Prioritizing enforcement resources is not, in itself, the problem we face in immigration. Applying any body of law requires trade-offs and choices. The Treasury Department, for instance, devotes significant resources to the detection of money-laundering by organized crime or funding for terrorists. But it also has parallel initiatives of routine enforcement, to serve as a deterrent for ordinary taxpayers who might be tempted to cheat. Likewise in traffic enforcement; a driver doing 100 miles per hour through a school zone, firing a gun out the window, will obviously be top priority — but at the same time, there are parallel, routine enforcement efforts — speed traps and the like — to deter ordinary people from endangering others with unsafe driving.
If the IRS were to issue memos exempting anyone who's not a mobster or terrorist from paying taxes, Congress would be aghast. Yet that is precisely what ICE has been ordered to do in the immigration context.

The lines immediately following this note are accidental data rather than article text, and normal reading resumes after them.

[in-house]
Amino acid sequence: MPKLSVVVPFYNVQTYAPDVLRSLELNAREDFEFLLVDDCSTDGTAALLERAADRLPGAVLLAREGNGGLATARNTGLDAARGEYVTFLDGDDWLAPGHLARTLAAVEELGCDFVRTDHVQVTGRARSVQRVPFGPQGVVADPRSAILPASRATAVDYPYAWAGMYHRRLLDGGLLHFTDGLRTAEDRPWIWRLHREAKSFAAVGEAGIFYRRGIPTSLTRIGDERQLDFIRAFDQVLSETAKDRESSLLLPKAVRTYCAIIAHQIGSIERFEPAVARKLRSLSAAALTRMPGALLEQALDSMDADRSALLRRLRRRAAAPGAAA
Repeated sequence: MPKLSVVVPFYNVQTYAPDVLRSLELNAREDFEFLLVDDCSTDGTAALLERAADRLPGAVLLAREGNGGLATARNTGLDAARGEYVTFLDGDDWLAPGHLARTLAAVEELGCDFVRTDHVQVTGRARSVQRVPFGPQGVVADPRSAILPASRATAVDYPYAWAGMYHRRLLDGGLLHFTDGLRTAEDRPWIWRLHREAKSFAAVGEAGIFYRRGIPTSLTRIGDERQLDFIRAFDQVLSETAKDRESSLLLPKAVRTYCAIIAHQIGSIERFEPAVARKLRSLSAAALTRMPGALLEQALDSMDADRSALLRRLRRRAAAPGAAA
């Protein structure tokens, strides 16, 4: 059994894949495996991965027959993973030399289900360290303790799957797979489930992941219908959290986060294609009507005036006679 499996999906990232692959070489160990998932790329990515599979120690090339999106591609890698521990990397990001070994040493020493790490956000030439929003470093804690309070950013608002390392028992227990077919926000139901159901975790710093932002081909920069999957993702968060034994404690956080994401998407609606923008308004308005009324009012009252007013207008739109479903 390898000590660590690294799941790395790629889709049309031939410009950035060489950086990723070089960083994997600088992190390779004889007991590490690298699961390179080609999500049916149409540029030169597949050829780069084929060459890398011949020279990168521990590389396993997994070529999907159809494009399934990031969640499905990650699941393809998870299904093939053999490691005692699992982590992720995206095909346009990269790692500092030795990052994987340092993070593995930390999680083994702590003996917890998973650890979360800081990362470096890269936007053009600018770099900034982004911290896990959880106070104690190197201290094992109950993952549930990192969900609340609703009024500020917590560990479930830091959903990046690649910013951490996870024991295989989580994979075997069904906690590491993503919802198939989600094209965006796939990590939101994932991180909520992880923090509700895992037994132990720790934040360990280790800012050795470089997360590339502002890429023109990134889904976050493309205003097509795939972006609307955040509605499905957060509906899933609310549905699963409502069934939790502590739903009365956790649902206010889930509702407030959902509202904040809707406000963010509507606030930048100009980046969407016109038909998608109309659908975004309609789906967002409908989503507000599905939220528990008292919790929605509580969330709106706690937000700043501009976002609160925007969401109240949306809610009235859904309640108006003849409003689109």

Some might object that the anticipated "raids" to take Central American illegal aliens into custody prove that the administration has not relegated immigration law to secondary status. Unfortunately, the opposite is true. The first round of "raids," in January, netted a whopping 121 people — out of thousands of recent Central American illegal aliens — and only 70 of them were actually deported. Even if this next round of apprehensions is several times larger, it still amounts to nothing more than "enforcement theater." It's not even good enforcement theater. These Kabuki raids are too small — microscopic would be more accurate — to change the perception in Central America that if you get into the United States it's unlikely you'll ever be required to leave.